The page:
Email Security 101

It doesn’t take an expert in cybersecurity to turn an email account into an impenetrable fortress. In fact, anyone can do it with a basic understanding of common email threats and techniques for stopping them in their tracks. This article will feature all of the information you need to strengthen the security of your mailbox.

1. Self-management

Using an email service offered by an unaffiliated company is an easy solution, but not necessarily one that gives you a lot of flexibility in setting up security mechanisms. On the other hand, a private email server is highly customizable and you can manage many more aspects of it, including access to logs, server rules and structure, and pathways for email delivery.

2. Encryption

The three standard protocols for sending/receiving mail are SMTP, POP3, and IMAP, but they do not have any encryption built-in by default. Subsequently, if you want the contents of your messages to be protected from unauthorized reading or modifying, encryption will be impossible. The three most common email encryption standards today are:

– TLS: provides authentication with the help of SSL certificates

– S/MIME: relies on a hierarchical certificate issued by a certificate authority

– PGP: provides accessible encryption with a public/private key pair

3. Authentication policy

There is not much that can be done about a breach once a hacker gains access to a mailbox, so making authentication impossible for them is of utmost importance. If you are the administrator of an email server or account, you can set strict authentication requirements like a strong password and MFA.

For the password, it should really be a passphrase (word combination/fragmented text), as a single word can be easily guessed through a dictionary attack. Further strengthening factors include long length, use of uppercase/lowercase letters, numbers and special symbols, and unpredictable substitutions of some symbols for others.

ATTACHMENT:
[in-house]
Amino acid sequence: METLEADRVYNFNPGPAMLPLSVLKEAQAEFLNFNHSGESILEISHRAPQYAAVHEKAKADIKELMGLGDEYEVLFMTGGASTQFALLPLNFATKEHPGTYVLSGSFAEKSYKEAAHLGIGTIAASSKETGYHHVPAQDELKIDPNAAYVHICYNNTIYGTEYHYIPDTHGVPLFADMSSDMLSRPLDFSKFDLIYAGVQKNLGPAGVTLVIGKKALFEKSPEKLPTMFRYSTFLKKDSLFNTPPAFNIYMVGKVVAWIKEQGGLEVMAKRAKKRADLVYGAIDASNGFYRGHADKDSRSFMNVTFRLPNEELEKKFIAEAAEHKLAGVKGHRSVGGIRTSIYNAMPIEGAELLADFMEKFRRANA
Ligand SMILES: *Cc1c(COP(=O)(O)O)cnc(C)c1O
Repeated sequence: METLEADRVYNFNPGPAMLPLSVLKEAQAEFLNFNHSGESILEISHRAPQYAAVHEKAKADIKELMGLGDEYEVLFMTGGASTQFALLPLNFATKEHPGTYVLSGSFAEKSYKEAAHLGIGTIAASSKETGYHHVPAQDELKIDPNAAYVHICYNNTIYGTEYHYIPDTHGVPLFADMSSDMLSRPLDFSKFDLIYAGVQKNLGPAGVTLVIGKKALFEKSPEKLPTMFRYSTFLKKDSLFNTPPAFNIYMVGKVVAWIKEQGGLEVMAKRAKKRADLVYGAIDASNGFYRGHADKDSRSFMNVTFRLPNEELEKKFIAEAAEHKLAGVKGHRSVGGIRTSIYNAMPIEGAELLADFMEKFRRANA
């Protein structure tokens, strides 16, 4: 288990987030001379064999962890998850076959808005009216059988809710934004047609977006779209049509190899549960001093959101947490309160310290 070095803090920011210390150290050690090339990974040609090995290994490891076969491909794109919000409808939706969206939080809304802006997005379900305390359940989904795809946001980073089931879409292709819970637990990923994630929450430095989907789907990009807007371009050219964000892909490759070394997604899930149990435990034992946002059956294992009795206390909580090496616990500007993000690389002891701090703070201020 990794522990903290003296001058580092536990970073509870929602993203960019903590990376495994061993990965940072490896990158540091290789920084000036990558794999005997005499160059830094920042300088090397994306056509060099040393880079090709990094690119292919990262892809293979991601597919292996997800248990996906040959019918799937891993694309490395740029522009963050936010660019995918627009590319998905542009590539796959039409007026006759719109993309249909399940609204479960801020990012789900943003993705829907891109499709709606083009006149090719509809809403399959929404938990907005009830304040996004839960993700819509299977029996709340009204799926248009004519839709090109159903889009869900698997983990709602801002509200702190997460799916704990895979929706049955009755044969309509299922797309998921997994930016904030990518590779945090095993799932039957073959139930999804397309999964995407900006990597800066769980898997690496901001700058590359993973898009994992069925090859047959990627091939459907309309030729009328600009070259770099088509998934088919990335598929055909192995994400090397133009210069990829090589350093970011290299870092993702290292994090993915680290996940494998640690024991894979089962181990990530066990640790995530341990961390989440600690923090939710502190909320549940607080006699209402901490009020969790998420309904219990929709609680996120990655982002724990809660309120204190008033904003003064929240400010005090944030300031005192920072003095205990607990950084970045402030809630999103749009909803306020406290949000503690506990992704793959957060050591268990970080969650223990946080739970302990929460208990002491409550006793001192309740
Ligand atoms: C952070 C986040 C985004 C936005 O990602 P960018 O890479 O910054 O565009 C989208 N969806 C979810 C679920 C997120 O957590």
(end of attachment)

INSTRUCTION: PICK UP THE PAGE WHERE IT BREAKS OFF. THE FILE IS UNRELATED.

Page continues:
As for MFA, it stands for multi-factor authentication, and means that username + password is not sufficient for login. You also need to complete 1, 2, or more security challenges, such as inputting a login code sent to a mobile device, biometric scan, or voice analysis.

4. Spam filter

Most email services have a decent spam filter built in, but you can also customize the rules to designate which messages pass the text and have the privilege of making it into your mailbox.

Common filter triggers include:

  • Excessive volume of images in message
  • Message subject is fully uppercase
  • Message contains only plaintext/HTML, but not both
  • Text starts with “Dear..”

While the last trigger may be common in personal emails, it is important to understand that these factors are not necessarily disqualifying. Most filters will give a message points based on these factors, and if they pass a certain cumulative limit, then the message goes to spam.

5. Anti-malware

If you are using a public service for email, they will usually have a free or partially-free anti-malware scanner included that analyzes files and links. However, if you are managing your own server, you can integrate anti-malware software of your choice to scan inbound and outbound messages.